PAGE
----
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When you leave the military, the biggest question is "what's next?" It's a scary job market right now, but the skills you've received in the military make you highly marketable. The Legion sponsors dozens of veterans hiring fairs each year, and our employment experts also provide tips to writing resumes, networking and making a strong impression in the interview process.

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President, first lady hear vets concerns

President, first lady hear vets concerns
Amanda Leigh – assistant director of the Legion’s Veterans Affairs & Rehabilitation Division, and Women’s Veterans Outreach Coordinator in the Legion’s Washington office – meets with President Obama and Michelle Obama to discuss veterans employment issues.

Amanda Leigh, assistant director of The American Legion's Veterans Affairs & Rehabilitation Division, participated in an Oct. 19 discussion on veterans unemployment with President Barack Obama and first lady Michelle Obama. Three other local veterans were involved in the meeting that took place at a restaurant near Joint Base Langley-Eustis in Hampton, Va.

The president and first lady wanted to speak with veterans who have recently transitioned out of the military or are currently seeking employment. Leigh, who had served in an Army Reserve civil affairs unit and deployed to Iraq twice, left the military in July 2010.

Leigh, who sat next to the president, said Obama "wanted to hear about how we transitioned out of the service, what it was like for us, and how we found employment. He wanted to know what was working in the process and what wasn't."

Leigh told the president that she and her husband (who served in the Marine Corps and with an Army civil affairs unit) left the military and used their GI Bill education benefits to earn college degrees. When they began applying for jobs and going to career fairs, both of them noticed that many positions being offered, such as truck driving, private security and construction, did not require academic degrees.

"So we had a difficult time finding employment that matched not only our military skills, but our education, which we really wanted to utilize," Leigh told the president. "We looked at the job market and what our skills were, and we realized that the D.C. area might be a good place for us to find employment." Leigh and her husband moved to Washington and, within a couple of months, both had found jobs.

The group also discussed the need for the private sector to hire more veterans and reduce the transitional stress on military families by providing spouses with jobs at their new duty stations whenever feasible - points made earlier by Mrs. Obama in remarks she made to an audience at Andrews Air Force Base.

"We talked about the need for more coordination of private sector efforts to provide veterans and military spouses with jobs," Leigh said. "And the need to educate the private sector about military skills and training that veterans bring with them to the job market. The private sector doesn't realize everything that veterans can bring as an employee."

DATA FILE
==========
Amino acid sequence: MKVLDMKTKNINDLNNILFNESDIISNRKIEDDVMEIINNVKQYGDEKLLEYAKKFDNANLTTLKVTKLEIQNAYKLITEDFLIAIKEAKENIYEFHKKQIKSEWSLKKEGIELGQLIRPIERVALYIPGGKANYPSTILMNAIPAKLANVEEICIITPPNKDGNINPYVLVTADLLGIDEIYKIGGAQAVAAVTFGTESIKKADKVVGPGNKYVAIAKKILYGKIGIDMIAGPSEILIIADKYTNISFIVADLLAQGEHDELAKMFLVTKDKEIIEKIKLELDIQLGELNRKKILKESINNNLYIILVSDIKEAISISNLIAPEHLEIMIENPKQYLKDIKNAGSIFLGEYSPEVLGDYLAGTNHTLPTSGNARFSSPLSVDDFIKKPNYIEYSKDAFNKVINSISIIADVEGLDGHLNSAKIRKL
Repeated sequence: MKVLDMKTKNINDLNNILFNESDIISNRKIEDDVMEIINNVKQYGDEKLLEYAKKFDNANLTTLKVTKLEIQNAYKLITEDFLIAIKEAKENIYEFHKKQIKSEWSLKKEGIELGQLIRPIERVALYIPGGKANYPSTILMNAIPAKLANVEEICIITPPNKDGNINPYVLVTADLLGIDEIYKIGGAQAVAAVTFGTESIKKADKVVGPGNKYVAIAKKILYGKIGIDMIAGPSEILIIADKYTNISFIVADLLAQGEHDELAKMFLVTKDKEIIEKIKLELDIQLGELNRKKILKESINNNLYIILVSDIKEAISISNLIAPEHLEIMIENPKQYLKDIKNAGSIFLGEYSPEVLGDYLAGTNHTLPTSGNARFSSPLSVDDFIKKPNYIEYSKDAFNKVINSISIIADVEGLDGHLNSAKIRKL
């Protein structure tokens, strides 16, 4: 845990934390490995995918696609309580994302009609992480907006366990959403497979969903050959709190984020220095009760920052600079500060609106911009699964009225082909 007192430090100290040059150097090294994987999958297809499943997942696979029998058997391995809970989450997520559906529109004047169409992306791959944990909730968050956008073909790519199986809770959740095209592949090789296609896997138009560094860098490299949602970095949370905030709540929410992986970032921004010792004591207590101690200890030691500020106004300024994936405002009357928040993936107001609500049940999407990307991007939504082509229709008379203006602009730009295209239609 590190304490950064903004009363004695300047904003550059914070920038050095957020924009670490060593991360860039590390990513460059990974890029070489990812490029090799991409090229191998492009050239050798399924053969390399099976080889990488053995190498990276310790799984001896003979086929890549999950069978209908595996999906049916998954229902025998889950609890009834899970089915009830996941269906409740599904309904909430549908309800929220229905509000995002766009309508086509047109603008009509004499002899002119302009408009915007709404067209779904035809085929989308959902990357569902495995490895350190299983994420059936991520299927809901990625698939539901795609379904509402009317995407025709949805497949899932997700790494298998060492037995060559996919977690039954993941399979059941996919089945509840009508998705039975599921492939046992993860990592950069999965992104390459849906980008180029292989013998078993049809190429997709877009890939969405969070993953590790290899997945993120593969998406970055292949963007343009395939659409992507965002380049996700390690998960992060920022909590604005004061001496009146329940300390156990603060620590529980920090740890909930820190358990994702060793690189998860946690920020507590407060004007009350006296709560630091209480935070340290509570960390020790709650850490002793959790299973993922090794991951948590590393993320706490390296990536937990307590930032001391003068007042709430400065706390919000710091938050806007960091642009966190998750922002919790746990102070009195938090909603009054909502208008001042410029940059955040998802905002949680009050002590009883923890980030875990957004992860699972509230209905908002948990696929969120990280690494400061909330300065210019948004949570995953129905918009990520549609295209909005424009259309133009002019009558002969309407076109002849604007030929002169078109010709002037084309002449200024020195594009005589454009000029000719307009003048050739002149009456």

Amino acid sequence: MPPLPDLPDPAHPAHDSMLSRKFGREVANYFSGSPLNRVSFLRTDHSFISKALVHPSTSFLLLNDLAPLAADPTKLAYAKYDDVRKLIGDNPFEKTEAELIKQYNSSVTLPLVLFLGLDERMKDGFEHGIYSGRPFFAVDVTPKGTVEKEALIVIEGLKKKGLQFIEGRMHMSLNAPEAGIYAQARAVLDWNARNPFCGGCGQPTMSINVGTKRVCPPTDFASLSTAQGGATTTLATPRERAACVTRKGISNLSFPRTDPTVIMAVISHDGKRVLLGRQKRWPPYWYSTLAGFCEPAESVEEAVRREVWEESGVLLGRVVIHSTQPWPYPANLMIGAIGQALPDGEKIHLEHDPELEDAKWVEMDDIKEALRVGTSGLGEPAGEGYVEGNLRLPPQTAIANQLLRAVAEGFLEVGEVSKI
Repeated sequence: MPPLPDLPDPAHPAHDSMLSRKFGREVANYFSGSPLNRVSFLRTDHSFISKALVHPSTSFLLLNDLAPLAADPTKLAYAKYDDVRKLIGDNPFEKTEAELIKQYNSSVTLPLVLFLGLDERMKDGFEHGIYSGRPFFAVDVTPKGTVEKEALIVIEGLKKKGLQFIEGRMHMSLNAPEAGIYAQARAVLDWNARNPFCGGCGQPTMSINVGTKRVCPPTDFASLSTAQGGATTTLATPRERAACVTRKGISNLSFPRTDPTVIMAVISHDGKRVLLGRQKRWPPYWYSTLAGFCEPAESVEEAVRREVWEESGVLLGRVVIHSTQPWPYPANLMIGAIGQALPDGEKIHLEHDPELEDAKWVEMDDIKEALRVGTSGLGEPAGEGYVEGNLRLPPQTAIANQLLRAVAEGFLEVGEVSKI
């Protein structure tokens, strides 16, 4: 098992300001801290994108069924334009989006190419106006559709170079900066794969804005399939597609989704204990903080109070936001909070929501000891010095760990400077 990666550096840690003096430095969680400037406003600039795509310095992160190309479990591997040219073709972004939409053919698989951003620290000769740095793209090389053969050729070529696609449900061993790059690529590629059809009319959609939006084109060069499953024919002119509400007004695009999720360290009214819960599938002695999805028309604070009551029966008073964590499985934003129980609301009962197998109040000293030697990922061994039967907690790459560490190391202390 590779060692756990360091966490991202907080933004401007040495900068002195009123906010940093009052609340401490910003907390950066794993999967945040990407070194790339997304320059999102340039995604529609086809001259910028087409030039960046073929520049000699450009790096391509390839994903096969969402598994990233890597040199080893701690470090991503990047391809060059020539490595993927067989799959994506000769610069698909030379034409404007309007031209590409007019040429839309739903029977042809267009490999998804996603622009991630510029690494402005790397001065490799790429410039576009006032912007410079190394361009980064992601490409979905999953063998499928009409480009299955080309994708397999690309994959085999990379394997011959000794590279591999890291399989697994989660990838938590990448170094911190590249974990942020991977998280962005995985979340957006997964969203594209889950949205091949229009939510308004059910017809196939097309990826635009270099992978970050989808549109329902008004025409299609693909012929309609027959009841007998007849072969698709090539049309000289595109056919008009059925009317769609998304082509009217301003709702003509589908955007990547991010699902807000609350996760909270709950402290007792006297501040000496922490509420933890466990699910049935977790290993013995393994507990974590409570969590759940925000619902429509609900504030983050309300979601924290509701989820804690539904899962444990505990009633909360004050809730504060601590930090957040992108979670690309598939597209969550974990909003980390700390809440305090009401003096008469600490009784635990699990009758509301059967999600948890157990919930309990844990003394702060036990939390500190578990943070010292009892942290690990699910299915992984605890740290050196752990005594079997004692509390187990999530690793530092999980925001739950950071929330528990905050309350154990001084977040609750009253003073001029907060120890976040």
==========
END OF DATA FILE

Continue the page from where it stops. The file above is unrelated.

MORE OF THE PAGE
Leigh said the commander-in-chief and first lady are "considering a new effort that would educate the private sector, so it has a better understanding of veterans' work experiences when they apply for a job."

The Transition Assistance Program was also discussed and how it could be extended and improved. The group also discussed the difficulty of writing resumes without using military jargon and acronyms that are familiar to veterans but foreign to many civilian human resource staffers. "We talked about how we coordinated with other servicemembers who had found jobs and tried to make our resumes similar to theirs - because theirs apparently worked," Leigh said.

Peter Gaytan, executive director of The American Legion in Washington, said that Leigh's informal lunchtime meeting with the Obamas was "another important opportunity for us to communicate directly with the president and first lady, to share with them our firsthand experiences with the difficulties of veterans in the job market, and to let them know we want the private sector to put more effort into hiring our nation's veterans."

Gaytan said The American Legion works every day, somewhere in America, to get jobs for veterans. "We have been involved in this issue for a long time with Congress, federal agencies and the private sector. We certainly appreciated the change to voice our concerns directly to the president and first lady."

Leigh said it was important for a Legionnaire "to be able to sit down and actually converse with the president in person. It was impressive to see the concern that he has, and the concern Mrs. Obama has, for veterans. You could tell they were very dedicated about addressing this issue, and that they want to find solutions to finding employment for veterans."

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